The claimant count – the number of people collecting jobseekers allowance – dropped by 3,700 in October to 1.47m. Economists had expected a rise of 5,000 after two months of increases.
In a generally upbeat set of labour market statistics, overall unemployment, including those not eligible for benefit, also fell by 9,000 to 2.45m in the three months to September. It was the first time for three months that both unemployment and the claimant count had fallen together.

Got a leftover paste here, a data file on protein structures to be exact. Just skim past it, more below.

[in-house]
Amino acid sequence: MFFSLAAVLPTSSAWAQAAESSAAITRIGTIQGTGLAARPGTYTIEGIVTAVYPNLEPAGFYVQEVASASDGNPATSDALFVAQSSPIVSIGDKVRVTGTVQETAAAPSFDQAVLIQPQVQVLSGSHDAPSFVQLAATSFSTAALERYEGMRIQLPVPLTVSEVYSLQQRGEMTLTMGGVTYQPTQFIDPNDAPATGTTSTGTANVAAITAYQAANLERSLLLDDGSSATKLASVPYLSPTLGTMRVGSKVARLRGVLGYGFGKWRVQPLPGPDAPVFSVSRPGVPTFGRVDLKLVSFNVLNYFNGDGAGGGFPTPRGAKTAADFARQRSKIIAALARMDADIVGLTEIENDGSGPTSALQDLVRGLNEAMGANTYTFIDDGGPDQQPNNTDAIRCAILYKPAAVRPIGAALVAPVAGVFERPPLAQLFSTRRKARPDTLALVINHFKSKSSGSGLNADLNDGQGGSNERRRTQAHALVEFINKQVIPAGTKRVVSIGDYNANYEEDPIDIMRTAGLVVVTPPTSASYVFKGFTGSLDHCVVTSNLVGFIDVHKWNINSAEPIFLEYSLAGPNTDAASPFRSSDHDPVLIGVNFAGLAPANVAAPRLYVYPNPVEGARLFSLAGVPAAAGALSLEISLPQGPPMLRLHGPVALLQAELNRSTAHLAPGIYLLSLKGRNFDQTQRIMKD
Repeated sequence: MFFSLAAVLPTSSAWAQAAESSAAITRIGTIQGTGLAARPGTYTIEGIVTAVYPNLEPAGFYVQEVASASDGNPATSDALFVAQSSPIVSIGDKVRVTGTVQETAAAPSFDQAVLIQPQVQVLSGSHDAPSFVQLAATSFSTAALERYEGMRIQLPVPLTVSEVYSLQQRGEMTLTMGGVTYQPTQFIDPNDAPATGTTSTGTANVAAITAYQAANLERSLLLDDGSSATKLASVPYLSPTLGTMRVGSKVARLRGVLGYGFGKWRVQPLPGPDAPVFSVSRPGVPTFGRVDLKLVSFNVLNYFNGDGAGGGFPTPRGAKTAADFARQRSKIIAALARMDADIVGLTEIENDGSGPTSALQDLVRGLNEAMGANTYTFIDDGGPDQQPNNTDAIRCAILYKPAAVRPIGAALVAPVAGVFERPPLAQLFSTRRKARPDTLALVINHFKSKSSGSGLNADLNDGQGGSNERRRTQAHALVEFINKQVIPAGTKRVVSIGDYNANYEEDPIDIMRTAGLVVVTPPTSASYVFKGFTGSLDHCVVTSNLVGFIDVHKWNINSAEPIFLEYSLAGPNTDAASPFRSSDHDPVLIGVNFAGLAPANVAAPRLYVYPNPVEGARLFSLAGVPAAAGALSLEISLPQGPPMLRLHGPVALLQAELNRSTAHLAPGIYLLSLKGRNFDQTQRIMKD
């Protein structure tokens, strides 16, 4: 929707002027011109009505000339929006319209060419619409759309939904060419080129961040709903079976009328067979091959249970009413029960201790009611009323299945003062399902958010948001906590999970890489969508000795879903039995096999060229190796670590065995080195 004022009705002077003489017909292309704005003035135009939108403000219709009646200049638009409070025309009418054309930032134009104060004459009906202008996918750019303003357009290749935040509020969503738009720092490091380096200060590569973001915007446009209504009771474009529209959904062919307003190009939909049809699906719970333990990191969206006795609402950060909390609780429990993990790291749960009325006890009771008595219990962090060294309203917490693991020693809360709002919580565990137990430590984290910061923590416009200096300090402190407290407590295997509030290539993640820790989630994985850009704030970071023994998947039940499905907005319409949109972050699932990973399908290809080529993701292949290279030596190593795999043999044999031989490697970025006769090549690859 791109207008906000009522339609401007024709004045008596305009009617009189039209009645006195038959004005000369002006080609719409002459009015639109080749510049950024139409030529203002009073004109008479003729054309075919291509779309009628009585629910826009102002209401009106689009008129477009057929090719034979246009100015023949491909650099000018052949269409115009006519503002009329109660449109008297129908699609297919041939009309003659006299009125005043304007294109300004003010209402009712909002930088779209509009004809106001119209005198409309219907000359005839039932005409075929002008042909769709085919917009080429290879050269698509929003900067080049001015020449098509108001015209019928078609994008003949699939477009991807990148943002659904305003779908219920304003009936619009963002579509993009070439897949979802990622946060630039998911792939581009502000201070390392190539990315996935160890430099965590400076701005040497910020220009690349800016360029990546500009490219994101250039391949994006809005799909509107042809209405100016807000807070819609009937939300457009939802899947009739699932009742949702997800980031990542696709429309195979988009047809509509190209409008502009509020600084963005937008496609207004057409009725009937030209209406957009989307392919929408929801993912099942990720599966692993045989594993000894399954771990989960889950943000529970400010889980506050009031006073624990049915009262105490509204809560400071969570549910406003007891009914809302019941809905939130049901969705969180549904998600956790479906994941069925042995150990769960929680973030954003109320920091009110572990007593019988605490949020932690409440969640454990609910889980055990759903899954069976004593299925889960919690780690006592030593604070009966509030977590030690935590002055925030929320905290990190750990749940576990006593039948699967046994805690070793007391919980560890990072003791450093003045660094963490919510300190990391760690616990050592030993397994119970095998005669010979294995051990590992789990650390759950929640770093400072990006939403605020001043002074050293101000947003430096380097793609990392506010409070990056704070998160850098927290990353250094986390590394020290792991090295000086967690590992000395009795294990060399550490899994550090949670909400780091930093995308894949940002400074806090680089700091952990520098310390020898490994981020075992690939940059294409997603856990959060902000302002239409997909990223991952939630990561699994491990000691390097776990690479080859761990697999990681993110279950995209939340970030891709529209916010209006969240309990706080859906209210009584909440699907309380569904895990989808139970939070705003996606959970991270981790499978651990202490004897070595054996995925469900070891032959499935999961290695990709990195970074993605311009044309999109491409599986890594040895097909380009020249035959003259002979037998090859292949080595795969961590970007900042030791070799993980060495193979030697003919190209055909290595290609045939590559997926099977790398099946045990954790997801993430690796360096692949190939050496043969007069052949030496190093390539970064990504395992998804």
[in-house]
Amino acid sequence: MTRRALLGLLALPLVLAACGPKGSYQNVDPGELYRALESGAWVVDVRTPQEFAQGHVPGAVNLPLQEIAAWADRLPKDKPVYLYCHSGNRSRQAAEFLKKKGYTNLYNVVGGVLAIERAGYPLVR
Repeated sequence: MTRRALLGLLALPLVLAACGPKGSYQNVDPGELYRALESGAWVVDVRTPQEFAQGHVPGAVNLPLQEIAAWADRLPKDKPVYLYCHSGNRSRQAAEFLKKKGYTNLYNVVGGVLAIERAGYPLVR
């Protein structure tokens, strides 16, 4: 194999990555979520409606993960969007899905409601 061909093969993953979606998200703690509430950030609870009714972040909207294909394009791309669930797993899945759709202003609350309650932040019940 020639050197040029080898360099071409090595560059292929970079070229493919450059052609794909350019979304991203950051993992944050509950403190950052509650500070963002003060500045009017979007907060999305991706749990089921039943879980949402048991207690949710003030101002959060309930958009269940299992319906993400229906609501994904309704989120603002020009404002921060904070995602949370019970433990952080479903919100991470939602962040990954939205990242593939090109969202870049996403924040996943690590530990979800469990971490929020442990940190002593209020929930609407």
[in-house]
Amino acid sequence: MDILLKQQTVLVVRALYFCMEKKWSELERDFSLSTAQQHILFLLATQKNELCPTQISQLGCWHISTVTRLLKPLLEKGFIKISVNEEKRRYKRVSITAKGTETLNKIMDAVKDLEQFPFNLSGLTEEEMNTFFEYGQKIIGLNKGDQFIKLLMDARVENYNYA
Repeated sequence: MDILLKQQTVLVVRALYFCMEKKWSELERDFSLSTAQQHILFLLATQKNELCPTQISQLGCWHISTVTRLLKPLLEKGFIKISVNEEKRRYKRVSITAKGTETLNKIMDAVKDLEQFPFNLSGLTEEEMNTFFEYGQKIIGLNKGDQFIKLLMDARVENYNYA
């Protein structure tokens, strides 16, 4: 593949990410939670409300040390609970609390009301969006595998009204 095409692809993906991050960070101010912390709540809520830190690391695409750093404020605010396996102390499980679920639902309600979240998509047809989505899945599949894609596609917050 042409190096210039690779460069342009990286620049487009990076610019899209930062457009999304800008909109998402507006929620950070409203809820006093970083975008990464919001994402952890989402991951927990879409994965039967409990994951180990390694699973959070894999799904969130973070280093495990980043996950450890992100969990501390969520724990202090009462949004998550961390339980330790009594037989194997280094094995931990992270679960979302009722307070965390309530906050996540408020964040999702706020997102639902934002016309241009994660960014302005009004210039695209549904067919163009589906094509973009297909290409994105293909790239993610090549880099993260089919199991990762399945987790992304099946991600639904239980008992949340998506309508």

The unemployment rate was 7.7 per cent of the workforce, down from 8 per cent in the first quarter of the year. The rate compares with 9.6 per cent in the US and 10.1 per cent in the eurozone.
Employment rose by 167,000 to 29.19m, driven by a rise of 142,000 in part-time workers to 7.98m, the highest level since records began in 1992.
But the number of people working part-time because they could not find full-time work was also up by 67,000 to a record 1.15m. Howard Archer of IHS Global Insight said the rising level of part-time work suggested that businesses were reluctant to take on full-time workers because of concerns over the long-term economic outlook.